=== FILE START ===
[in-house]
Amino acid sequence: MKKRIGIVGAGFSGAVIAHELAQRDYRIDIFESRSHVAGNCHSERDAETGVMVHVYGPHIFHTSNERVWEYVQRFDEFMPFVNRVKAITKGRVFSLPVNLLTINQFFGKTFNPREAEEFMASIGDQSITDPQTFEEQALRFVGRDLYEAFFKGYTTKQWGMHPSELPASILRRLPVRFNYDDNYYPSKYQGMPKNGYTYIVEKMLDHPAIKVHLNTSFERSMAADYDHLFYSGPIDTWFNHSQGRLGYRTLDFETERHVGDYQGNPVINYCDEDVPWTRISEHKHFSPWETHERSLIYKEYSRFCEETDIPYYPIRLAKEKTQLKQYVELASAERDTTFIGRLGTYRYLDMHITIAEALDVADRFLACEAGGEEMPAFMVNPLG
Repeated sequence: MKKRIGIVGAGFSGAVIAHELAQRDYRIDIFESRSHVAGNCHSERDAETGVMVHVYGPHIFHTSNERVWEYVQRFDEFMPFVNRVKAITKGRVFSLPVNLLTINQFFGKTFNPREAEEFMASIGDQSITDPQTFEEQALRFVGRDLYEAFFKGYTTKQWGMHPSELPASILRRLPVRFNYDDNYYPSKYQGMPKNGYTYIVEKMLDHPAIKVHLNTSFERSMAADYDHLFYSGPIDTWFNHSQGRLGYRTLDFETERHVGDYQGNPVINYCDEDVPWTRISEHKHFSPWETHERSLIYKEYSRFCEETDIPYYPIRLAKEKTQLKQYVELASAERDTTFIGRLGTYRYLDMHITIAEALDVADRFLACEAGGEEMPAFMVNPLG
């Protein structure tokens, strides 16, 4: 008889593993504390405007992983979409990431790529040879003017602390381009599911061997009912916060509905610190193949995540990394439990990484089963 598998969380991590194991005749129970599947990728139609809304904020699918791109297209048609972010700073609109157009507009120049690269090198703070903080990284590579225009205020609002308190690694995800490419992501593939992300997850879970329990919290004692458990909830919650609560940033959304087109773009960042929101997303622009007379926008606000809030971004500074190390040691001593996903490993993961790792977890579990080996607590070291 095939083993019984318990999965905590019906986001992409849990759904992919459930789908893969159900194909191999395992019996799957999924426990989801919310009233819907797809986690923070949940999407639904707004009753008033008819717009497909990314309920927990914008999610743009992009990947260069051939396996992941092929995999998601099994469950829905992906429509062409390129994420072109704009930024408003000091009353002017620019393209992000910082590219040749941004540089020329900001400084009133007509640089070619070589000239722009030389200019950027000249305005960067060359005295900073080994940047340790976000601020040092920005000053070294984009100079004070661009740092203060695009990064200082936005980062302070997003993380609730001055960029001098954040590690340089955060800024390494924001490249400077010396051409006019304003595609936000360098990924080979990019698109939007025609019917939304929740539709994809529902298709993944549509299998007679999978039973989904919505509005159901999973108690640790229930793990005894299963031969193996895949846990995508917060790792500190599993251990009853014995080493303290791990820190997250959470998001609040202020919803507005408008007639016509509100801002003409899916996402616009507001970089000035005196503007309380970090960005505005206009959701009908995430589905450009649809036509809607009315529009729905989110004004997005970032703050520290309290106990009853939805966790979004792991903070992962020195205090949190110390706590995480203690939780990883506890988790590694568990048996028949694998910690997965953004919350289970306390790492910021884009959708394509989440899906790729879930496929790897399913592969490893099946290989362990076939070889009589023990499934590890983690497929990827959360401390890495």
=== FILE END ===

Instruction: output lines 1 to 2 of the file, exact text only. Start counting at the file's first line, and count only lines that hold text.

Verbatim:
[in-house]
Amino acid sequence: MKKRIGIVGAGFSGAVIAHELAQRDYRIDIFESRSHVAGNCHSERDAETGVMVHVYGPHIFHTSNERVWEYVQRFDEFMPFVNRVKAITKGRVFSLPVNLLTINQFFGKTFNPREAEEFMASIGDQSITDPQTFEEQALRFVGRDLYEAFFKGYTTKQWGMHPSELPASILRRLPVRFNYDDNYYPSKYQGMPKNGYTYIVEKMLDHPAIKVHLNTSFERSMAADYDHLFYSGPIDTWFNHSQGRLGYRTLDFETERHVGDYQGNPVINYCDEDVPWTRISEHKHFSPWETHERSLIYKEYSRFCEETDIPYYPIRLAKEKTQLKQYVELASAERDTTFIGRLGTYRYLDMHITIAEALDVADRFLACEAGGEEMPAFMVNPLG